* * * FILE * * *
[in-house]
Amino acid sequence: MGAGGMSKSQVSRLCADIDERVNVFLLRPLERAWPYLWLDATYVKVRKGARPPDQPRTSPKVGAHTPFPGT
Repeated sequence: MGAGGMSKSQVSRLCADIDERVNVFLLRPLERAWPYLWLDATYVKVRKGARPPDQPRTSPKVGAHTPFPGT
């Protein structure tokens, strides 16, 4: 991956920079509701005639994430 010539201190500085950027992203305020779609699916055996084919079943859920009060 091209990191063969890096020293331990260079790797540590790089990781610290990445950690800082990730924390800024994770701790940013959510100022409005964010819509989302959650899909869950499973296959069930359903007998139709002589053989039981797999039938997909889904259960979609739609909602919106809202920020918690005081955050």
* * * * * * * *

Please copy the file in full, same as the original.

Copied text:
[in-house]
Amino acid sequence: MGAGGMSKSQVSRLCADIDERVNVFLLRPLERAWPYLWLDATYVKVRKGARPPDQPRTSPKVGAHTPFPGT
Repeated sequence: MGAGGMSKSQVSRLCADIDERVNVFLLRPLERAWPYLWLDATYVKVRKGARPPDQPRTSPKVGAHTPFPGT
């Protein structure tokens, strides 16, 4: 991956920079509701005639994430 010539201190500085950027992203305020779609699916055996084919079943859920009060 091209990191063969890096020293331990260079790797540590790089990781610290990445950690800082990730924390800024994770701790940013959510100022409005964010819509989302959650899909869950499973296959069930359903007998139709002589053989039981797999039938997909889904259960979609739609909602919106809202920020918690005081955050």